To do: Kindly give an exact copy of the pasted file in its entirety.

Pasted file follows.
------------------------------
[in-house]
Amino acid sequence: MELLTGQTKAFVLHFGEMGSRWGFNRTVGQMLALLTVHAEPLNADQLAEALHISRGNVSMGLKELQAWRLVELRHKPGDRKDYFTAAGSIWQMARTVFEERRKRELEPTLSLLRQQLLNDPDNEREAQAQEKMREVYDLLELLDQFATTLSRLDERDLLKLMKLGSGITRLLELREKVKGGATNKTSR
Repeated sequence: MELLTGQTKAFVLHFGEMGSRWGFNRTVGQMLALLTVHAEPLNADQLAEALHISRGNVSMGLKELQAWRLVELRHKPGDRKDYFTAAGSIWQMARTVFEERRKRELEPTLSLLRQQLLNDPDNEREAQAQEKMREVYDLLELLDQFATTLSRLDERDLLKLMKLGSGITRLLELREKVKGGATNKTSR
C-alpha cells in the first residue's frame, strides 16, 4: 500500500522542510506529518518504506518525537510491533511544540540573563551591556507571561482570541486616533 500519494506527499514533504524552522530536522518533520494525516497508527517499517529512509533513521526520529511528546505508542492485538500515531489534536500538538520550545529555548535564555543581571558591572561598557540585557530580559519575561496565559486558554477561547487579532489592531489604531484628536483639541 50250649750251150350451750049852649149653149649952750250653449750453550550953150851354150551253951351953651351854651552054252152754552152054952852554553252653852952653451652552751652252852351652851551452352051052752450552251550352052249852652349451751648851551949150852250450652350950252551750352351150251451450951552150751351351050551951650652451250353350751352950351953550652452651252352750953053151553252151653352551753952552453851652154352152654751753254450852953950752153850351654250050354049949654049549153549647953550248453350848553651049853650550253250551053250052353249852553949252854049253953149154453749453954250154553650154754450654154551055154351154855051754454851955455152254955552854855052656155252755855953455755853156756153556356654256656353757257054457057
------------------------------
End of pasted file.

[in-house]
Amino acid sequence: MELLTGQTKAFVLHFGEMGSRWGFNRTVGQMLALLTVHAEPLNADQLAEALHISRGNVSMGLKELQAWRLVELRHKPGDRKDYFTAAGSIWQMARTVFEERRKRELEPTLSLLRQQLLNDPDNEREAQAQEKMREVYDLLELLDQFATTLSRLDERDLLKLMKLGSGITRLLELREKVKGGATNKTSR
Repeated sequence: MELLTGQTKAFVLHFGEMGSRWGFNRTVGQMLALLTVHAEPLNADQLAEALHISRGNVSMGLKELQAWRLVELRHKPGDRKDYFTAAGSIWQMARTVFEERRKRELEPTLSLLRQQLLNDPDNEREAQAQEKMREVYDLLELLDQFATTLSRLDERDLLKLMKLGSGITRLLELREKVKGGATNKTSR
C-alpha cells in the first residue's frame, strides 16, 4: 500500500522542510506529518518504506518525537510491533511544540540573563551591556507571561482570541486616533 500519494506527499514533504524552522530536522518533520494525516497508527517499517529512509533513521526520529511528546505508542492485538500515531489534536500538538520550545529555548535564555543581571558591572561598557540585557530580559519575561496565559486558554477561547487579532489592531489604531484628536483639541 50250649750251150350451750049852649149653149649952750250653449750453550550953150851354150551253951351953651351854651552054252152754552152054952852554553252653852952653451652552751652252852351652851551452352051052752450552251550352052249852652349451751648851551949150852250450652350950252551750352351150251451450951552150751351351050551951650652451250353350751352950351953550652452651252352750953053151553252151653352551753952552453851652154352152654751753254450852953950752153850351654250050354049949654049549153549647953550248453350848553651049853650550253250551053250052353249852553949252854049253953149154453749453954250154553650154754450654154551055154351154855051754454851955455152254955552854855052656155252755855953455755853156756153556356654256656353757257054457057